Ranjana Banerjee (name changed), a 45-year-old homemaker who lives in Mumbai feels the advent of social media has intensified the compulsion among women to ensure they look put-together at all times. “A decade ago, a trip to the beauty parlor entailed availing a few cursory services but now it has become ritualistic, more so among younger women. I have never been a stickler for trends but when I see women in my family and social circles looking as if they just stepped out of a magazine shoot, it is hard to not feel that peer pressure, especially when you pose for pictures and they get plastered on social media,” explains Banerjee.

Formerly a schoolteacher, Banerjee shares that her initial reluctance to embrace ‘in-things’ has now morphed into a habit to which she has become indifferent. She admits though that it took her a while to figure out a way to keep at it without burning a hole in her pocket. “Earlier my grooming expenses were so less that it would hardly make a difference even if I skipped visiting the parlour. But over the years, that amount has gone up for obvious reasons and I started investing small sums every month in short-term debt mutual funds for this to ensure that my monthly budget wasn’t getting derailed,” she narrates.

Warsi also resorted to the mutual fund way to fund her grooming obligations. She explains, “Expenses incurred by women on looking presentable are not minor ones and yet they are never discussed. You will never see a personal finance guru or a wealth advisor factoring in these steep costs while doling out advice on savings and investments. This is a unique financial issue – you obviously cannot channel funds in fixed deposits or random long-term investment assets for this purpose. Mutual funds are ideal in this regard because you can easily withdraw those investments and choose from a plethora of funds depending on your risk profile.”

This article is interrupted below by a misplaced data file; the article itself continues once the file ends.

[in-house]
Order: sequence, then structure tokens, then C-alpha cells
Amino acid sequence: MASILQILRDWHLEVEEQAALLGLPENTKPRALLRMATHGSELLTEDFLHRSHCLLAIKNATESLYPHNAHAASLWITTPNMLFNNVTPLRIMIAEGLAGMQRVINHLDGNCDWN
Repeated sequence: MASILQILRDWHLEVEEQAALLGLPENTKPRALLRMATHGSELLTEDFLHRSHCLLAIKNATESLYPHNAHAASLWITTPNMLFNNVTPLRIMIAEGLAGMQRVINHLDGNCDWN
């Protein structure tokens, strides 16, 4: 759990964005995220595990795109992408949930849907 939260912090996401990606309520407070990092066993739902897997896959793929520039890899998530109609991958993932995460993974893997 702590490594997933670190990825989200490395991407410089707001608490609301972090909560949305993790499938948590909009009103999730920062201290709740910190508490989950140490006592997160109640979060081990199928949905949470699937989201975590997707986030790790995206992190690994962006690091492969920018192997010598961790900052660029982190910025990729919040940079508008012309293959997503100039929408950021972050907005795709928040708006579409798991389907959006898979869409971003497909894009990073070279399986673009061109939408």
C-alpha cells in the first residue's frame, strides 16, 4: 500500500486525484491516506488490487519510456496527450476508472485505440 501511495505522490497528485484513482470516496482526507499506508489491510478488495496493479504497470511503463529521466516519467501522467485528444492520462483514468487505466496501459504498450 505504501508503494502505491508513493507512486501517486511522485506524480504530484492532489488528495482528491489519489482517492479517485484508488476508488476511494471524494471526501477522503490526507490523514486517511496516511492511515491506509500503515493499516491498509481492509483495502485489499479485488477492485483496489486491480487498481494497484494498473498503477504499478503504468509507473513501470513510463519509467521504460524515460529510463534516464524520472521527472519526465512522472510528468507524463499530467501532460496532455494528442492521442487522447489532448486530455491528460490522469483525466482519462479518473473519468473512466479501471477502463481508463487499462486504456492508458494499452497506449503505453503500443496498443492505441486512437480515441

Anant Ladha, CEO of Invest Aaj for Kal says, “SIP investments in mutual funds at the start of every month is a great way to allocate funds for such expenses. Usually, we do not pay much attention to planning for these overheads and if at all it is done, we tend to relegate it for later. However, it is hard to save money at the end of the month and hence a better approach is reverse the calculation and first invest and then spend the balance amount.”

Key takeaways

  • Draw an estimate of the amount you spend each month on your grooming essentials and cosmetics and the likes. This will give you a clear picture of the amount you would need to set aside yearly for these expenses and you can invest accordingly.
  • Salon memberships, discount vouchers on beauty and fashion items and DIY tricks can go a long way in bringing down your grooming costs.
  • Mutual funds are ideal in this regard because you can easily withdraw those investments and choose from a plethora of funds depending on your risk profile.
  • SIP investments in mutual funds at the start of every month is a great way to allocate funds for such expenses.

This article is part of the HT Friday Finance series published in association with Aditya Birla Sun Life Mutual Fund.